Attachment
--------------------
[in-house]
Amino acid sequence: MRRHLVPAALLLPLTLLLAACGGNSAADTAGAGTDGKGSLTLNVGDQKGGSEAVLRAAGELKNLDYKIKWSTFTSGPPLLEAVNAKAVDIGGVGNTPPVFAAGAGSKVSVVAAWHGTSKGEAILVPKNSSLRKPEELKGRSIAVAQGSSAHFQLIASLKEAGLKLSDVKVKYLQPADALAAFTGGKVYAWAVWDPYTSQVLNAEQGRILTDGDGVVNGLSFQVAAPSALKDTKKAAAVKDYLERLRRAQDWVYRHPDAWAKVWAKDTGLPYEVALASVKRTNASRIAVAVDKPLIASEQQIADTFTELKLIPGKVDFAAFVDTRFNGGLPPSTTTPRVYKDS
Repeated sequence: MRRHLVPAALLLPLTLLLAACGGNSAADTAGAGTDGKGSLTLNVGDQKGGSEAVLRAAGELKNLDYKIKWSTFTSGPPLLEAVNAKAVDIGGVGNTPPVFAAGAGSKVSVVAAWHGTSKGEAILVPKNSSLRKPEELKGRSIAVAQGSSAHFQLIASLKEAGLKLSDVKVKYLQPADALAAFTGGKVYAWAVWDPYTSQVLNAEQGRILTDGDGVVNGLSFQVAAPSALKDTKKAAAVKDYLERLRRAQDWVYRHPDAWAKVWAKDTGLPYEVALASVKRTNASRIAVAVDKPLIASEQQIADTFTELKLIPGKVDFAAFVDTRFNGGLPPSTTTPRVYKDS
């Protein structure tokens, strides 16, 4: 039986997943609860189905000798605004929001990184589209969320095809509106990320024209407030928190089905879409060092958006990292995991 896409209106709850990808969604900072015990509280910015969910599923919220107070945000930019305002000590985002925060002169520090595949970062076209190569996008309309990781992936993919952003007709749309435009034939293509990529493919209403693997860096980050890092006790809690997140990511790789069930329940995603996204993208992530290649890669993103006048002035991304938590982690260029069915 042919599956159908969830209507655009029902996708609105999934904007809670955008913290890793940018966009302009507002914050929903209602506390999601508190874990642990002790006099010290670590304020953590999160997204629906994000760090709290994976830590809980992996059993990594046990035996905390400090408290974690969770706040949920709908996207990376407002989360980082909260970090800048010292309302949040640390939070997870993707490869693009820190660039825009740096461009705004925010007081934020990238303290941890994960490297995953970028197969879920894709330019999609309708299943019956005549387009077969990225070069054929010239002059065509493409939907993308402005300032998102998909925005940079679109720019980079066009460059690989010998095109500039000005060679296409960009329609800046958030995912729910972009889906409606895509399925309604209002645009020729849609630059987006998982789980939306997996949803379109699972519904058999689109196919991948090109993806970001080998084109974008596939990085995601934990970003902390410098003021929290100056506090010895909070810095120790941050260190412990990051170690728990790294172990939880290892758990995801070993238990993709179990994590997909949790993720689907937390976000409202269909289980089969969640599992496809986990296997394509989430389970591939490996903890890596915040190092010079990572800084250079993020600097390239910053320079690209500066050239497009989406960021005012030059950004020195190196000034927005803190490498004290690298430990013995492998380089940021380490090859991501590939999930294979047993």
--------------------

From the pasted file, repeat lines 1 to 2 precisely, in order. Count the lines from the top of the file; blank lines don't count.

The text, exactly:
[in-house]
Amino acid sequence: MRRHLVPAALLLPLTLLLAACGGNSAADTAGAGTDGKGSLTLNVGDQKGGSEAVLRAAGELKNLDYKIKWSTFTSGPPLLEAVNAKAVDIGGVGNTPPVFAAGAGSKVSVVAAWHGTSKGEAILVPKNSSLRKPEELKGRSIAVAQGSSAHFQLIASLKEAGLKLSDVKVKYLQPADALAAFTGGKVYAWAVWDPYTSQVLNAEQGRILTDGDGVVNGLSFQVAAPSALKDTKKAAAVKDYLERLRRAQDWVYRHPDAWAKVWAKDTGLPYEVALASVKRTNASRIAVAVDKPLIASEQQIADTFTELKLIPGKVDFAAFVDTRFNGGLPPSTTTPRVYKDS